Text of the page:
Chapter 1: Brothers
Hano pulled his hand from the dome’s inner surface, leaving a heated imprint that thinned and disappeared. The Silver City came back into focus, sprouting from the fractured desert like a lighthouse on a dead sea. A perfect silver cylinder, touching clouds during the day and blending with the stars at night. The sun dipped towards the horizon behind the city, casting out a long shadow that reached across the desert towards the dome.
"I told you not to do that," Karo said. "They know when people touch it."
"Then they can come and stop me," Hano replied.
Hano stood next to Karo, his older brother, at the top of the lookout inside the dome. They made it a nightly ritual for the past week, buttering up Cota, the wheat farms Elder, to look the other way.
"Are you nervous?" Hano said. He glanced at his older brother, who stared solemnly at the looming Silver City. Lights inside windows started to become visible as the night reclaimed the sky.
"I've been looking forward to this my whole life. Why would I be nervous?"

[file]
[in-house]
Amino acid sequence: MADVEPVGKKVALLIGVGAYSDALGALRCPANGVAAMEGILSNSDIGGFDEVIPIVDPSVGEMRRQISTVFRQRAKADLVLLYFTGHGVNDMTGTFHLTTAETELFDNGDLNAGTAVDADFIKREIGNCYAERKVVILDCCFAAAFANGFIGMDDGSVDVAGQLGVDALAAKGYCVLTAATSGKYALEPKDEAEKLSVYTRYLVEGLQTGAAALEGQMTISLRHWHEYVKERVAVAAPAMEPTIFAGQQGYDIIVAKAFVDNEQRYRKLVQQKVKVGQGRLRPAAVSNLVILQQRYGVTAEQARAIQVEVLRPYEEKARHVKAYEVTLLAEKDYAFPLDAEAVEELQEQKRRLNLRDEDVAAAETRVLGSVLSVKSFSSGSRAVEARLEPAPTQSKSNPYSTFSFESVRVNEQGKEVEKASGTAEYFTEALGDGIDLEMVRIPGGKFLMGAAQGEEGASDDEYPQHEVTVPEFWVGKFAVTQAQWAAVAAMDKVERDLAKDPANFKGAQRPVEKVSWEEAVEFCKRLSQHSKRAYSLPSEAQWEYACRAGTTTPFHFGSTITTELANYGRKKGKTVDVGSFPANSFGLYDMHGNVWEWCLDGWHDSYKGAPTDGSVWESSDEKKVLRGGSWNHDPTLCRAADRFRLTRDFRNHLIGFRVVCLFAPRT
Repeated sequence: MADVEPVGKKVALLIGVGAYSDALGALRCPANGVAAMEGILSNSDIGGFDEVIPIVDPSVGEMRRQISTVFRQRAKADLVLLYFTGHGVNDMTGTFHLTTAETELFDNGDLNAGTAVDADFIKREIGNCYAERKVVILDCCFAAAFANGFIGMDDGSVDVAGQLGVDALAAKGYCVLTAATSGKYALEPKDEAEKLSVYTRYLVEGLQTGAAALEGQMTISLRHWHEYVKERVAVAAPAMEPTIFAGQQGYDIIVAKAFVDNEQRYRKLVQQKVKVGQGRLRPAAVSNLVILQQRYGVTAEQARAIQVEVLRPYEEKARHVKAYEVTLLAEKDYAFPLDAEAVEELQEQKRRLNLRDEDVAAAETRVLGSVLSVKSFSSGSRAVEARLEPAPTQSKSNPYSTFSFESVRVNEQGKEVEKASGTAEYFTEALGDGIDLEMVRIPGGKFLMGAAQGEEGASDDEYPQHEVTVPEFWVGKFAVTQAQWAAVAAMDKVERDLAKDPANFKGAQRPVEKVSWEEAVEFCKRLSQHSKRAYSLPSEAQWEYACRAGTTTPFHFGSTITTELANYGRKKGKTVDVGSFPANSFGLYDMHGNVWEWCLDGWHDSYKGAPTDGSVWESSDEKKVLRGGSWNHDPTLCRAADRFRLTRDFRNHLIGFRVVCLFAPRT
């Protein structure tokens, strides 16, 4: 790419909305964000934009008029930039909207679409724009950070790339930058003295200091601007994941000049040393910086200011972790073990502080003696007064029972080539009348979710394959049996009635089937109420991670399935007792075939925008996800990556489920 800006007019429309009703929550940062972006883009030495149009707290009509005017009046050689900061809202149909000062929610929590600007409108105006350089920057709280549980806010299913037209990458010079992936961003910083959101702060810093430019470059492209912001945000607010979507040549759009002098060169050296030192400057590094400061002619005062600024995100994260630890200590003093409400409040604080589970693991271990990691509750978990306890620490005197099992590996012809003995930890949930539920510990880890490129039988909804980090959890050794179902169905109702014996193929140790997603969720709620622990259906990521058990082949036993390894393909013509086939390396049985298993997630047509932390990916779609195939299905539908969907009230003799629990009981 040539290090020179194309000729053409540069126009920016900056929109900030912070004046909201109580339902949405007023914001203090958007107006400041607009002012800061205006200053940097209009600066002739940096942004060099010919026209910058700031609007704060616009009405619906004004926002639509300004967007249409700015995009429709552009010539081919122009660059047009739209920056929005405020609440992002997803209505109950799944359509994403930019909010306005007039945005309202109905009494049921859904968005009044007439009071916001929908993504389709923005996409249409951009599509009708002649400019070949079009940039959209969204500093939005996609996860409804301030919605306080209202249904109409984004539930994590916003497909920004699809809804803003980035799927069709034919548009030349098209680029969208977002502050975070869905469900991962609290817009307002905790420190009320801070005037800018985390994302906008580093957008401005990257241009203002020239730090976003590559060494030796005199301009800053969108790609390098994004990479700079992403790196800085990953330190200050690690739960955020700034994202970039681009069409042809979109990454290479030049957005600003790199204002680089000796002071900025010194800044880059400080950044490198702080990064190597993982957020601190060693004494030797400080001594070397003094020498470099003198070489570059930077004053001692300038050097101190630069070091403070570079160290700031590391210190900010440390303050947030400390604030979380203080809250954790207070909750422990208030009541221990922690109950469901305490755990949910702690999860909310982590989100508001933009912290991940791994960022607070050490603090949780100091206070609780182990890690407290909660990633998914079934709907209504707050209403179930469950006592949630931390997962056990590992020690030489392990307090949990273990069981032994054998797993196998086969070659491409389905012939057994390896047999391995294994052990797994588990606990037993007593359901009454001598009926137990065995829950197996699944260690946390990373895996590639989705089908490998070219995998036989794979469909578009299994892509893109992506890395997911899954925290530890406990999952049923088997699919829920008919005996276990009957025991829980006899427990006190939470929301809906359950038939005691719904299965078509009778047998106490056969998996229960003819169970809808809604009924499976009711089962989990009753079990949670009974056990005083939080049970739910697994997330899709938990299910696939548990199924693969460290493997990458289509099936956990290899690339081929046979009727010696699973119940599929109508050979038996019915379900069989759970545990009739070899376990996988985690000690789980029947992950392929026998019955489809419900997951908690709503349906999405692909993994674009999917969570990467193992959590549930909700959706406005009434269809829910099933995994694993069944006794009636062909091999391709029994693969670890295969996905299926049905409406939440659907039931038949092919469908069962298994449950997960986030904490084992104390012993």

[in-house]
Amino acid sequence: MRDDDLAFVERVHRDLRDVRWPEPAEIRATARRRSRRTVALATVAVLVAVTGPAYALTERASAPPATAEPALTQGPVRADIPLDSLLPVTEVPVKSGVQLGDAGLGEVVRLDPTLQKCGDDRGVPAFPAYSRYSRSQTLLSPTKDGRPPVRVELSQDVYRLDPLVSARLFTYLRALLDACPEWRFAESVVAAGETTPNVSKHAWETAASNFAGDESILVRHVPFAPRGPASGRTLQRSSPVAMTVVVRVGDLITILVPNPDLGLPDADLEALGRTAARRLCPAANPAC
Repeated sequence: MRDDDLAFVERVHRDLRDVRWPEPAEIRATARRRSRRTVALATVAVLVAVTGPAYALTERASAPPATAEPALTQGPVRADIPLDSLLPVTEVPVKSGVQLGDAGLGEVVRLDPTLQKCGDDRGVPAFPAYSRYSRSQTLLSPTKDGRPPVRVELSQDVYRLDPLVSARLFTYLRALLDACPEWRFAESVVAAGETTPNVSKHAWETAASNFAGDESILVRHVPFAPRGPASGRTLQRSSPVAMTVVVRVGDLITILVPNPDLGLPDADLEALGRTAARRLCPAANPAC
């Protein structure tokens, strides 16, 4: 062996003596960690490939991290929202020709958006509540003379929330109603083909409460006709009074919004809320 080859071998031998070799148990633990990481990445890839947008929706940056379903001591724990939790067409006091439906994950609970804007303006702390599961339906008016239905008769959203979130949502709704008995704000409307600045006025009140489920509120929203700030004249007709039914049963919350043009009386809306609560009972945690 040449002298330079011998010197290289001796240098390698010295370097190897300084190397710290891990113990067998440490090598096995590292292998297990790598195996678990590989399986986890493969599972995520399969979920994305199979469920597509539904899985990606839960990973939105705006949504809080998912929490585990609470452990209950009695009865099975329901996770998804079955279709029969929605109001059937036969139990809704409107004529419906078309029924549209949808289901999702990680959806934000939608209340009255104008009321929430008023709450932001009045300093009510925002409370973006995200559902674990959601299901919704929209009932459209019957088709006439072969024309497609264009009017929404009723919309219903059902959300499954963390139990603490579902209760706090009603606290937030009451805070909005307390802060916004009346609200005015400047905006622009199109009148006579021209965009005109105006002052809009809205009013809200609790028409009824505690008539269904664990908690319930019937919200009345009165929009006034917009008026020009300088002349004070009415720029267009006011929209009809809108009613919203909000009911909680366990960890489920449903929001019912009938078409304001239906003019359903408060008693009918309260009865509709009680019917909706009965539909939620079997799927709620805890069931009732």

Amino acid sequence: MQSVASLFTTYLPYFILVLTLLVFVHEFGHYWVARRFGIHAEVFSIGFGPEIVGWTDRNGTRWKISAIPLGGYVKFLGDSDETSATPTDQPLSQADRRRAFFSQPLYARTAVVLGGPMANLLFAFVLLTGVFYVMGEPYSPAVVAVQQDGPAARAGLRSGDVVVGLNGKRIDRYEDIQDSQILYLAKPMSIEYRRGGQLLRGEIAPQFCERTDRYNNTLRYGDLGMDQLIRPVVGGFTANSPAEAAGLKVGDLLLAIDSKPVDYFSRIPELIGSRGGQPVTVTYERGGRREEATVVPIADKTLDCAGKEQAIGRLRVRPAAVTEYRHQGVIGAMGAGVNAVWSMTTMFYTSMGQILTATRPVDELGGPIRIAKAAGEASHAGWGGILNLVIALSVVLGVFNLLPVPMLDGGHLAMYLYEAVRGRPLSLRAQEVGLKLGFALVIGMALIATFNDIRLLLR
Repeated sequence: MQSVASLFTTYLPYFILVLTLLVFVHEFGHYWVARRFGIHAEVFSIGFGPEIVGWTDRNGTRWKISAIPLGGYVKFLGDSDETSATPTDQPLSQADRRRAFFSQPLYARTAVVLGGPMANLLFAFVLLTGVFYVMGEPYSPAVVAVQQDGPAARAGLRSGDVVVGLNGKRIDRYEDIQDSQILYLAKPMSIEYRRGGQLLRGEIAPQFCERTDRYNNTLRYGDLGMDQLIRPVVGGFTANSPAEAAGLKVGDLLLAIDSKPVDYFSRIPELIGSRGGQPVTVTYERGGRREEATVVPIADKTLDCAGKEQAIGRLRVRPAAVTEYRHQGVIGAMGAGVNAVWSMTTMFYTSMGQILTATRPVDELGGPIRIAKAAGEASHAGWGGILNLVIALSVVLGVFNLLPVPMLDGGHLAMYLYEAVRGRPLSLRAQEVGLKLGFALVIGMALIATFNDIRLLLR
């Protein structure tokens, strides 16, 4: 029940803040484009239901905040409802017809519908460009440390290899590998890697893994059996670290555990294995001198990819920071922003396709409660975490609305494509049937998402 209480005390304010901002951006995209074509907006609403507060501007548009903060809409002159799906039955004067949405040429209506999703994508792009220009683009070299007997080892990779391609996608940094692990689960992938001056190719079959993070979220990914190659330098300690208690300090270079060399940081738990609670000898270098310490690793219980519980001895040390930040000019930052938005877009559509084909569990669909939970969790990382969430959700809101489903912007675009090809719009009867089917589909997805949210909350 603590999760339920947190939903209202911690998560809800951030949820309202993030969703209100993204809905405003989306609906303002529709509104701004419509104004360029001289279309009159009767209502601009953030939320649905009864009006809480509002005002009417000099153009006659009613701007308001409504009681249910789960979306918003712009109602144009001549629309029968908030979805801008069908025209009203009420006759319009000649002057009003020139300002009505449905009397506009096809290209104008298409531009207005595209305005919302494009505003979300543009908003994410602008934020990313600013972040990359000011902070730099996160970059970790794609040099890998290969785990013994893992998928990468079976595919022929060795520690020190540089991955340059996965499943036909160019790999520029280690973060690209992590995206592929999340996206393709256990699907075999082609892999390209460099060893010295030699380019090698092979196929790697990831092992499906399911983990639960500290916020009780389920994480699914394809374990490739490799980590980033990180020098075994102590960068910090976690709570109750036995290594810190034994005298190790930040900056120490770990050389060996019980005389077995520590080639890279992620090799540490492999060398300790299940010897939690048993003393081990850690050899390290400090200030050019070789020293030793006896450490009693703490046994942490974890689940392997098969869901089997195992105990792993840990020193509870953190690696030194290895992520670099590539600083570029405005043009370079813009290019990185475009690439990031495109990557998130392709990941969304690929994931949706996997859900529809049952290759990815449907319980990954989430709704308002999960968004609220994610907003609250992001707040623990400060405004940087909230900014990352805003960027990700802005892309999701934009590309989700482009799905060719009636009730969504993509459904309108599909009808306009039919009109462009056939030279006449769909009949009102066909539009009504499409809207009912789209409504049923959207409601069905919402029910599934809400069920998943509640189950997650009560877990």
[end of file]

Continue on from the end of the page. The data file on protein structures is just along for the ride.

Hano knew he was. Who wouldn’t be? It was every farmer’s destiny to take the ride to the Silver City. Life appeared to be a lot better if you believed what you saw in the Harvest video. Hano did not. The video depicted a distorted version of the dome, so he didn’t believe what it said of the city either.
“You think Ton and Lo are still in there?” Hano said, resuming his gaze on the city. He still felt a twist in his gut when he thought about them. They said they would contact them from the city, but after ten years Hano still waited.
Hano watched a rot rover rumble over the desert as he waited for Karo to respond. The rectangle box on wheels combed the surface for life as it drove into the cities shadow, heading towards one of the other domes rising from the thirsty land in the distance. He could see just the top of that distant bubble, revealing itself only during sunsets. If he waited, he would see another dome, further than the closer neighbor, reflecting the last of the sun’s rays. He wondered if those farmers stared back at him, just as he wondered if anyone from the city watched him or cared if he touched the dome’s transparent shell. When he went to the city, he knew he would feel compelled to look in on his younger brothers. Nostalgia already had its tendrils wrapped around his mind.
“You counted the bags again?” Karo said, changing the subject.
Hano continued to watch the rover and raised his eyebrows but didn’t answer.
"Hey!” Karo said. He put a tight grip on Hano’s shoulder and turned him. “You gave me your word.”
Hano smirked and winked at his older brother. Karo released his grip and pushed him away.
"Yeah. That's hilarious,” Karo said. He wrapped his heavy arms around his knees and looked back to the city. “Great time for a joke."